Getting defensive: Tigers’ success on defense fuels turnaround

Key trio: Tyler Winder, left, Jerreon Dennis, center, and Casey Walker, all are playing an important part in the defensive renaissance for the Grand Junction High School football team. All three players are stalwarts at their positions.


Grand Junction vs. Central

Friday, 7 p.m., Stocker Stadium

RADIO: 1340-AM (KTMM); 95.1-FM (KKNN)

RECORDS: Grand Junction 4-1, 0-0 Southwestern Conference; Central 1-4, 0-1, SWC

LAST WEEK: Grand Junction beat Fountain-Fort Carson 21-20; Central lost to Fruita Monument 19-14.

GAME NOTES: Central has to avoid turnovers. The Warriors have committed 23 turnovers in five games, and haven’t had fewer than four in each game.

“It’s been big as far as momentum goes,” Central coach Vern McGee said. “We’ve put our defense in a tough place, and it’s something we have to take care of.”

Central recognizes how well Grand Junction has been playing lately, and McGee said it’s not going to be an easy game.

The Tigers have won four straight.

“We’ll get their best game and they are playing well,” McGee said. “They have a good team and any time you play them, it’s tough.”

The Warriors will need another big game from running back Aaron Wallway, who’s had more than 100 yards rushing the past two games.

The Tigers are led by junior running back Jerreon Dennis, who’s averaging 167 yards per game and has seven rushing touchdowns this season.

Fruita Monument at Durango

Friday, 7 p.m., Durango

RADIO: none

RECORDS: Fruita Monument 0-4, 0-0 SWC; Durango 3-2, 0-0 SWC

LAST WEEK: Fruita Monument defeated Central 19-14; Durango defeated Doherty 17-0.

GAME NOTES: The Wildcats overcame a fourth-quarter deficit to earn their first victory of the season last week. Vince Grasso led Fruita with 141 rushing yards. Quarterback Zach Thorpe threw for 127 yards. Martin Zupan had seven catches for 117 yards.

“I think we did some good things, but we left some points on the field,” Fruita coach Shawn Marsh said. “I’m pleased with the way we were able to run the football. We need to be more solid on special teams.

“The kids continue to practice hard. They understand where we are at and that we’ve had a tough preseason schedule, but it’s all null and void if we don’t apply what we’ve learned during the week. I’m proud how they responded when Central drove own and scored in the fourth quarter.”

Durango has won its past three games, including a 17-0 victory last week. The Demons are led by quarterback Joe Keresey. The junior is averaging close to 200 yards passing per game and has completed 56 percent of his pass attempts. He threw for 396 yards in a loss against Aztec, N.M., earlier this season.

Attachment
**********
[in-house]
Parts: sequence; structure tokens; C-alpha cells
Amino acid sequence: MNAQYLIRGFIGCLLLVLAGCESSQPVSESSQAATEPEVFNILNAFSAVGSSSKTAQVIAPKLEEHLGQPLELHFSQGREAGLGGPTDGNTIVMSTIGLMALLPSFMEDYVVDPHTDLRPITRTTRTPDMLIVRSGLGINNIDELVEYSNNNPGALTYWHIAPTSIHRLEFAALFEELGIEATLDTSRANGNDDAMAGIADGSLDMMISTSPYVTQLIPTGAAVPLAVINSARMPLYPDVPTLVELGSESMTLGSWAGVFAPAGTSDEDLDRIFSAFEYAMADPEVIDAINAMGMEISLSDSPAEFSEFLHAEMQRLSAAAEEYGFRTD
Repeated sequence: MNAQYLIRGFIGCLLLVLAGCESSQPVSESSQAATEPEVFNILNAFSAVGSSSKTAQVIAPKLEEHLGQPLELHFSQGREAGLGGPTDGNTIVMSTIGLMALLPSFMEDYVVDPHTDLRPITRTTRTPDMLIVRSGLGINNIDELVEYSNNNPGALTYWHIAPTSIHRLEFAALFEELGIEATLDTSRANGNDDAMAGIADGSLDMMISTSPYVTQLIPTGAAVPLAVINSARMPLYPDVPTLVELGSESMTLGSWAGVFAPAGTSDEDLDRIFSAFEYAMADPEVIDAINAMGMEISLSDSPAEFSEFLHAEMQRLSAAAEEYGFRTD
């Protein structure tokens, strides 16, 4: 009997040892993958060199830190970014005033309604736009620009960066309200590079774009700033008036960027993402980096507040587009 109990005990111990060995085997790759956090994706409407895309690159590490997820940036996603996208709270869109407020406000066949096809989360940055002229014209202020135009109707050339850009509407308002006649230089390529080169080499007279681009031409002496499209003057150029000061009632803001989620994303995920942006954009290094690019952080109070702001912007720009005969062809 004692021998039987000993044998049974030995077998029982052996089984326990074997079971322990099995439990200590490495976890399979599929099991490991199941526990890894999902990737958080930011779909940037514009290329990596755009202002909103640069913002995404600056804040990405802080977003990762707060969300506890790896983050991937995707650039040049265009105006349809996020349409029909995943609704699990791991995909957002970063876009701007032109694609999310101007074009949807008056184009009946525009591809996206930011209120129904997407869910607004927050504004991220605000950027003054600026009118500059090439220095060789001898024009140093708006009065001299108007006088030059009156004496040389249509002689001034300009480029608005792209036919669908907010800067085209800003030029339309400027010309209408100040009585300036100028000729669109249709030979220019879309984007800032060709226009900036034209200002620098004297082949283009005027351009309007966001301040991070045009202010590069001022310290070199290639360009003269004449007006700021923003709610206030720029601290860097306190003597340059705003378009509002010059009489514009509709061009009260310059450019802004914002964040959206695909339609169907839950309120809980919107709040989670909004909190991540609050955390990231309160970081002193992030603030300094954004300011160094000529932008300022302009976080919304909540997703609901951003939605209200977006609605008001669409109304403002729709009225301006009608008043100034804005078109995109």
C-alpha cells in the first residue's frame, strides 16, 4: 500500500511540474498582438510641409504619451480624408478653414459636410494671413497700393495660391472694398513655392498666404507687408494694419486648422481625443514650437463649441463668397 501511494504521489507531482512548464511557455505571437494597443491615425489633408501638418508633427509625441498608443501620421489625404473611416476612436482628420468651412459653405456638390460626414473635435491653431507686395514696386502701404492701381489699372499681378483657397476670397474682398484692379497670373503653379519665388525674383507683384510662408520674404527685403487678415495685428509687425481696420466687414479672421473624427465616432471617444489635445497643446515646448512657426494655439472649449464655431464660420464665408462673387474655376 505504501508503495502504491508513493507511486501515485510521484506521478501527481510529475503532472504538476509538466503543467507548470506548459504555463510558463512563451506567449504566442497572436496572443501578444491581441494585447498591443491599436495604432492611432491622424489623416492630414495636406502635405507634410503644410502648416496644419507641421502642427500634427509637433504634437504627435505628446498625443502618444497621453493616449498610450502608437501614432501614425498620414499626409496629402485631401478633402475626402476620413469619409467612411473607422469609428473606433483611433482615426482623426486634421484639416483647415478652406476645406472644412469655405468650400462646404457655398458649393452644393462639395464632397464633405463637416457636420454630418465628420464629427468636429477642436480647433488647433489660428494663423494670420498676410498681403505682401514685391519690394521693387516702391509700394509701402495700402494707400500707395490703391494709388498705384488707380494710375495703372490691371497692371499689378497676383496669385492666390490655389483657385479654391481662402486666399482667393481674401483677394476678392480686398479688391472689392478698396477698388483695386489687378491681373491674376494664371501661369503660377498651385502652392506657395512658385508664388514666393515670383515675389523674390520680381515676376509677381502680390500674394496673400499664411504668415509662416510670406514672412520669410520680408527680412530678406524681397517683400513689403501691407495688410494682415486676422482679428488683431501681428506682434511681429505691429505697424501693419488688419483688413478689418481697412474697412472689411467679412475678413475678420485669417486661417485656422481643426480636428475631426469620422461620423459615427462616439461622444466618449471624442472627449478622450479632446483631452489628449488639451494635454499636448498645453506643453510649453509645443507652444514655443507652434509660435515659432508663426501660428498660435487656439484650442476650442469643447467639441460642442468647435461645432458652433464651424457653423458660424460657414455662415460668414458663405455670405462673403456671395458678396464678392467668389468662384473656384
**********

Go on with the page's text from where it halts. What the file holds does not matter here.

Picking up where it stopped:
“Durango throws the ball well,” Marsh said. “They run multiple formations with lots of different looks. Their scheme allows us to do things we want to do.”

Fruita linebacker Devon Dance is out with a rib injury, Marsh said, but is expected to return later this season.

Battle Mountain at Palisade

Saturday, 11 a.m., Palisade High School

RADIO: none

RECORDS: Battle Mountain 1-4, 0-2 Western Slope Conference; Palisade 4-1, 1-1 WSC

LAST WEEK: Palisade defeated Moffat County 36-6; Battle Mountain lost 21-35 to Glenwood Springs.

GAME NOTES: Palisade is going all-out to celebrate homecoming, hosting Battle Mountain at the high school instead of Stocker Stadium. It is the first varsity game played at the school since 1997, when the Bulldogs played Sheridan in the state playoffs. Palisade played all its home games at the school from 1992 to 1994 and occasionally through 1997.

“It’s been 16 years since had a homecoming game here,” Palisade assistant coach Matt Borgmann said. “We want to involve the Palisade community and go back to some old traditions. We love Stocker Stadium, but at the same time, it’s not really yours. This is our home field and home turf, this is where the kids play every day.”

The Bulldogs re-established their identity last weekend in their victory over Moffat County and are setting out to play their style of football against Battle Mountain.

“After the loss to Glenwood, we challenged them and they rose up to that challenge. We played our type of football; physical, ran the ball well. That’s Palisade football. We got after them, and by the end, we tired them out.”

The Huskies, though, are a more dangerous team than in years past. Battle Mountain took an early 13-6 lead against Rifle before the Bears rallied to win.

“At the beginning of the season, Coach (John) Arledge and I talked about the teams to watch out for and Battle Mountain was one of them. They have a lot of team speed. They like to spread open the offense and make you defend the entire field. That can be problem to defend.

“They are a more physical team than they’ve been. They scored first against Classical Academy and were up on Rifle. If you can’t catch up, it’s game over for you.”

Other Games to Watch

Eagle Valley at Delta, 7 p.m. Friday: Both teams need a win to keep pace in the Western Slope Conference and in the Class 3A state playoff hunt.